Finch v. City of Indianapolis, CASE NO: 1:08-cv-0432-DML-RLY
|United States District Courts. 7th Circuit. United States District Court (Southern District of Indiana)
|JOSEPH W. FINCH, et al., Plaintiffs, v. CITY OF INDIANAPOLIS, et al., Defendants.
|CASE NO: 1:08-cv-0432-DML-RLY
|23 June 2011
This matter came before the court on the plaintiffs' motion to compel each of the individual defendants (1) to answer an interrogatory as to his or her net worth and identify any documents relied on to answer the interrogatory, and (2) to produce the identified net worth documents and produce his or her state and federal income tax returns, with attachments, from 2005 to the present. (Dkt. 114). The plaintiffs contend that this discovery is relevant to their punitive damages claims against the individual defendants and that there is no basis for restricting or delaying that discovery. The central objection by the individual defendants (and the basis of their request for a protective order) is that the discovery is premature—at least until the court determines whether the plaintiffs can survive summary judgment on liability based on a qualified immunity defense. The individual defendants also contend that delaying the discovery is appropriate because the discovery seeks sensitive, private information.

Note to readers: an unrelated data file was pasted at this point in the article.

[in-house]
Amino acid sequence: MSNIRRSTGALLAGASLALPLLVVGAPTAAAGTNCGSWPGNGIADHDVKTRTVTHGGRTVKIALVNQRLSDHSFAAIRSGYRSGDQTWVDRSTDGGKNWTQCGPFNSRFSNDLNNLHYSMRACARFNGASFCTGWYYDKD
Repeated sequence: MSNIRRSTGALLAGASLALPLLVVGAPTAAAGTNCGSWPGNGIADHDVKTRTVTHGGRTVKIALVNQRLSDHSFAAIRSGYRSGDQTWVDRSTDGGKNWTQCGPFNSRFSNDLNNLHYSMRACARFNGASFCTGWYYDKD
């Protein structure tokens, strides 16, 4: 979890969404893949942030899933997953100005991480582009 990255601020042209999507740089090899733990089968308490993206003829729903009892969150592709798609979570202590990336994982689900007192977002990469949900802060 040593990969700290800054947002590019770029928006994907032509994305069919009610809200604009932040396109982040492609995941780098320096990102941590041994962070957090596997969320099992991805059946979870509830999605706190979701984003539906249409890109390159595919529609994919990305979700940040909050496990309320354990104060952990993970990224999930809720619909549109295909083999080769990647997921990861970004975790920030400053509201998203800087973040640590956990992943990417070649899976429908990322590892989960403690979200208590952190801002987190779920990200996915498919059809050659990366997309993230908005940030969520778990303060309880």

The individual defendants have asked the court for leave to file a sur-reply brief (Dkt. 128), and the plaintiffs object. Their sur-reply responds to the argument made by the plaintiffs in their reply brief that the issue of qualified immunity decided by the court on the defendants' motion for judgment on the pleadings is "law of the case." The court finds that theproposed sur-reply properly is confined to addressing a legal argument raised for the first time in the plaintiffs' reply brief. The court therefore GRANTS the individual defendants' motion (Dkt. 128) for leave to file their sur-reply brief. And for the reasons explained below, the court DENIES the plaintiffs' motion to compel (Dkt. 114).